As a poet and an English teacher, I have spent my life teaching “show don’t tell.” And yet, I find myself in a lot of telling situations. And we all know, when someone “tells” others don’t listen.
So, I am flipping the why. I am no longer telling. I am asking.
Why do you think you can’t do that?
Why is Puff sad?
Why do we need to…?
Last Thursday, I had to keep a lot of our students out of an area in which they wanted to go. And when each of them asked why, I asked why back. And they answered. Because when they reach within, they know why – we all do. We had great conversations; my why generated connection and it built relationships. Plus, I had a lot more fun and a lot more company than if I had stood there and told each student why individually.
I urge all educators to flip the why. Involve the questioners and help them to find their own answers. Ask them to “show” you why. It leads to greater acceptance and less questions later. It supports 21st Century Skills. And it builds positive relationships. So rather than answer why, ask why.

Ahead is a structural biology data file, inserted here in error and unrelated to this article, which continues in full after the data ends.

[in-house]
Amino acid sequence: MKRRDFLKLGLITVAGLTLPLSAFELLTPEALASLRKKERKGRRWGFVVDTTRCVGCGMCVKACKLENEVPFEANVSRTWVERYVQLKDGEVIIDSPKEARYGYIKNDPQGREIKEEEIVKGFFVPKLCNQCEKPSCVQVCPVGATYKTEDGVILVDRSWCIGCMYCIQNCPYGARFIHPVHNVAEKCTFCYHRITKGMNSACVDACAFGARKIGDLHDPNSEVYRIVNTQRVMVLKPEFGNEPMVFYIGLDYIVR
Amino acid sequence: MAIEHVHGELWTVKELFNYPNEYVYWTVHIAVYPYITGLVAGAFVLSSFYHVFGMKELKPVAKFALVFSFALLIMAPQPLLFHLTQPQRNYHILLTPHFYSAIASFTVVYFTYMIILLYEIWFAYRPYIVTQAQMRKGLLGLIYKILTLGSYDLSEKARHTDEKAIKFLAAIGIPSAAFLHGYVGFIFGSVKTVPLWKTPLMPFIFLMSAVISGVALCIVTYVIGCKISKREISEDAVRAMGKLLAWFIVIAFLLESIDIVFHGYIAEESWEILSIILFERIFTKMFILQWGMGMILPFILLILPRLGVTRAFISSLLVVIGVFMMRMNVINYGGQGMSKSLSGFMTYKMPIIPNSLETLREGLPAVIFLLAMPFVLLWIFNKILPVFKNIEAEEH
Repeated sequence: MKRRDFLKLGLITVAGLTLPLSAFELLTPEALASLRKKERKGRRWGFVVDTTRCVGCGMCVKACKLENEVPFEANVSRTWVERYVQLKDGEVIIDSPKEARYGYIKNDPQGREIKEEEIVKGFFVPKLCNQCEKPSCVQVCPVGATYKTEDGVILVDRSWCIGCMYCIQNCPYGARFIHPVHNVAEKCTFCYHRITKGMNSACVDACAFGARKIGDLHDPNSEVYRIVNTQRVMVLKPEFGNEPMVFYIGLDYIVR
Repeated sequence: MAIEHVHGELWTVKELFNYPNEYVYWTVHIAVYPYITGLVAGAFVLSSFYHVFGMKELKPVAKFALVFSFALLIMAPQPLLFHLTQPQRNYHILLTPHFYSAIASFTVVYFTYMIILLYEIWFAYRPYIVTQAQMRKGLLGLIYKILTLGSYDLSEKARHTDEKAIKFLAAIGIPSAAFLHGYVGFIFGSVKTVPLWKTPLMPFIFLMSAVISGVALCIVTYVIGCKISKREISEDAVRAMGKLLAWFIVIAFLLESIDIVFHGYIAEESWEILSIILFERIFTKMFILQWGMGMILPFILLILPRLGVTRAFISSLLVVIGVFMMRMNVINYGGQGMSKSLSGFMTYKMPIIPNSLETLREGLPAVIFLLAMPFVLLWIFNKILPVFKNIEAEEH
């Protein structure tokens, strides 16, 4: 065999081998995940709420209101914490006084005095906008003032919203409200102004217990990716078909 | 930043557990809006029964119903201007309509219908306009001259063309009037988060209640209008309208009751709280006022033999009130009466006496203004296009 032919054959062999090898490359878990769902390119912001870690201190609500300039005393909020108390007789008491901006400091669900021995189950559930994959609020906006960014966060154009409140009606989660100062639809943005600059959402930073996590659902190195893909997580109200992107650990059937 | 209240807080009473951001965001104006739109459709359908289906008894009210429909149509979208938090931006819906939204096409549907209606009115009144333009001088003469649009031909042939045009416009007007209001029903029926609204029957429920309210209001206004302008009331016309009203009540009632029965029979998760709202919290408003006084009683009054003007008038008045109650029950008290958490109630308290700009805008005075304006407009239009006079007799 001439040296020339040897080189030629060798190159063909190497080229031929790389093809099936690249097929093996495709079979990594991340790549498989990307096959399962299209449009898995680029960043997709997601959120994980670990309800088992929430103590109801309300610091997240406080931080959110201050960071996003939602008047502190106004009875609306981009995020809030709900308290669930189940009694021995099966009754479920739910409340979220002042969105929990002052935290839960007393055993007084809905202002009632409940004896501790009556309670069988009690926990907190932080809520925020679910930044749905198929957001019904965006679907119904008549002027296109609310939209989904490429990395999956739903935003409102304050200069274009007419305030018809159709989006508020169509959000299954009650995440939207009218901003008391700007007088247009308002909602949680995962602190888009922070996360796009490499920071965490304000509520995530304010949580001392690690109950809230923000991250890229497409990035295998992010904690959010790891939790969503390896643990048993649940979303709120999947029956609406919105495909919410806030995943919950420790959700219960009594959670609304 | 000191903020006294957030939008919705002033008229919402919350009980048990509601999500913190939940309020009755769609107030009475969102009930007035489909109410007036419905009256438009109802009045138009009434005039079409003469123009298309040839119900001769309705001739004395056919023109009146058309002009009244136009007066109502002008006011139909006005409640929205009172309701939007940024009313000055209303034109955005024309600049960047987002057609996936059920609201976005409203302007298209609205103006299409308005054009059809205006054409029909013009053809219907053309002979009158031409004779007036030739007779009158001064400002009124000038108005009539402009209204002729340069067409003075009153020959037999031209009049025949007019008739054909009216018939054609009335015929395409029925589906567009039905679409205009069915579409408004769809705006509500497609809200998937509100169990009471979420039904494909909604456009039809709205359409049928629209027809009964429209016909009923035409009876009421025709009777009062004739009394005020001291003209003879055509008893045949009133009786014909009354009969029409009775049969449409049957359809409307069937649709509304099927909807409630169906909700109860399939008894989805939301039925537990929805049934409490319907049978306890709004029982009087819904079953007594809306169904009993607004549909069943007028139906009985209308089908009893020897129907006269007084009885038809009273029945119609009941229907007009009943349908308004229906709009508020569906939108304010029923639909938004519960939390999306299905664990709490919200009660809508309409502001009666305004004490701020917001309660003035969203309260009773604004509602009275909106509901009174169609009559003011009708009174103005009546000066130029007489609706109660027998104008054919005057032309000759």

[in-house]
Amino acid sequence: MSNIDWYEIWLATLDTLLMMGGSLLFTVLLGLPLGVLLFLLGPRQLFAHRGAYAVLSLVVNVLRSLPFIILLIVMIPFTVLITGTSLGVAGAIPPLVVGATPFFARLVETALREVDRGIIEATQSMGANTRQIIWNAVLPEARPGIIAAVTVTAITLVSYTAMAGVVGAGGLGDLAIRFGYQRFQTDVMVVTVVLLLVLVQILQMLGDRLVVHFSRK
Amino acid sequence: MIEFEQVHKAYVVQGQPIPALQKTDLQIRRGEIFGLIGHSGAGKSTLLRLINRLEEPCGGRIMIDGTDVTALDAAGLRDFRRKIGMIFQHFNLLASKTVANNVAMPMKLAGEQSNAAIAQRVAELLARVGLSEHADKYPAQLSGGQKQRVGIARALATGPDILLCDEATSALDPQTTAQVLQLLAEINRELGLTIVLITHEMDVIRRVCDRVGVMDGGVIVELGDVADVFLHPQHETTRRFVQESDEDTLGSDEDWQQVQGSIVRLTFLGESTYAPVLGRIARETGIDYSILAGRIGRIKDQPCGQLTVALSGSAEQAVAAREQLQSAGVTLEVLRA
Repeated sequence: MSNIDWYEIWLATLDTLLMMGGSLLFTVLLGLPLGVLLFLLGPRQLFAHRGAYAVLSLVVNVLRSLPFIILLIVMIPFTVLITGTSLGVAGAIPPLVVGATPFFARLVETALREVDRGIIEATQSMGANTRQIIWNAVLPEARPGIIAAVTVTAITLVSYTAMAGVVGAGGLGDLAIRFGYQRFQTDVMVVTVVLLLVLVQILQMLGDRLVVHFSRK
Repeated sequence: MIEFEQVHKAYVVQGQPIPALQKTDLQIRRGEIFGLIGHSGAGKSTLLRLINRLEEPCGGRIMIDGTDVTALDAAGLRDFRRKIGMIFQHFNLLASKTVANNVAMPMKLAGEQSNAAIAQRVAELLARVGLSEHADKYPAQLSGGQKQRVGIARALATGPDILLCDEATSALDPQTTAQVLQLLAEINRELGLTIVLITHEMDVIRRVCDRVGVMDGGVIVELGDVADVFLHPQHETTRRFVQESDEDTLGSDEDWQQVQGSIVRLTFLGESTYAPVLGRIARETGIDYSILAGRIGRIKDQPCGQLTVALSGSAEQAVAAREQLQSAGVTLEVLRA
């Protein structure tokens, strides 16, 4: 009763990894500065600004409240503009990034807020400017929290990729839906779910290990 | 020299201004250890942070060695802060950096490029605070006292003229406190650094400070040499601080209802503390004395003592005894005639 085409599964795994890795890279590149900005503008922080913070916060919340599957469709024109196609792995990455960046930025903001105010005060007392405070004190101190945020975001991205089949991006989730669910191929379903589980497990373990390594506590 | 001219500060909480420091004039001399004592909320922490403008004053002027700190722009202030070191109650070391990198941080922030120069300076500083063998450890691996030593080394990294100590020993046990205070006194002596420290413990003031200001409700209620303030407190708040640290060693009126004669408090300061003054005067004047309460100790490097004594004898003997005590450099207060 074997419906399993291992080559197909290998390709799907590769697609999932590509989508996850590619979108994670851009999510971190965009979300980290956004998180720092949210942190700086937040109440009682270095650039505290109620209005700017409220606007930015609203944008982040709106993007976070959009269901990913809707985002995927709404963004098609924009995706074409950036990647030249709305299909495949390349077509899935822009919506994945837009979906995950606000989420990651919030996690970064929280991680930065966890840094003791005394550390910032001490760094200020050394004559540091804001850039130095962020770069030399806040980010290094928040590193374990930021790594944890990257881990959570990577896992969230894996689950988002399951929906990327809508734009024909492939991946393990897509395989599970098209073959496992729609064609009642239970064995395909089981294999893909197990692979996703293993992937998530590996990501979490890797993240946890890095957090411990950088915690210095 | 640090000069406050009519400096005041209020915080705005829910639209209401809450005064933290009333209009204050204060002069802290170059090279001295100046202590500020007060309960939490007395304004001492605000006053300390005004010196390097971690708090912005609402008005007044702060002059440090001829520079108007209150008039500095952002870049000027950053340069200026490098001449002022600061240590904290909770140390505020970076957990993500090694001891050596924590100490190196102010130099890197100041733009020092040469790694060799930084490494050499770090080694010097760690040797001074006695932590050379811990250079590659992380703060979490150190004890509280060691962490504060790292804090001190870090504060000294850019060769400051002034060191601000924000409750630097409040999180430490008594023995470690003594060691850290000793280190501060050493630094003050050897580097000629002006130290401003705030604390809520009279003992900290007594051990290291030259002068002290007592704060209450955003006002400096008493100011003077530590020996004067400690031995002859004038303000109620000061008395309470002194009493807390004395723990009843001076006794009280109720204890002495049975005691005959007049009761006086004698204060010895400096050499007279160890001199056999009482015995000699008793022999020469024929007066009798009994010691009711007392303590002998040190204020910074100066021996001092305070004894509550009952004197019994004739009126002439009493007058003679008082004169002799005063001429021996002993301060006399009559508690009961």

And Madison can tell me why Puff is sad…even if she does forget again five minutes later.
There is one thing that continues to astound me in discussions about assessment and that is our attachment to teaching “responsibility” and our commitment to “fairness.”
“We must assign zeroes.”
“We cannot award credit for doing nothing.”
“It isn’t fair to the students who turn work in on time.”
Doug Reeves knocks it out of the park in his article “The Case Against the Zero.”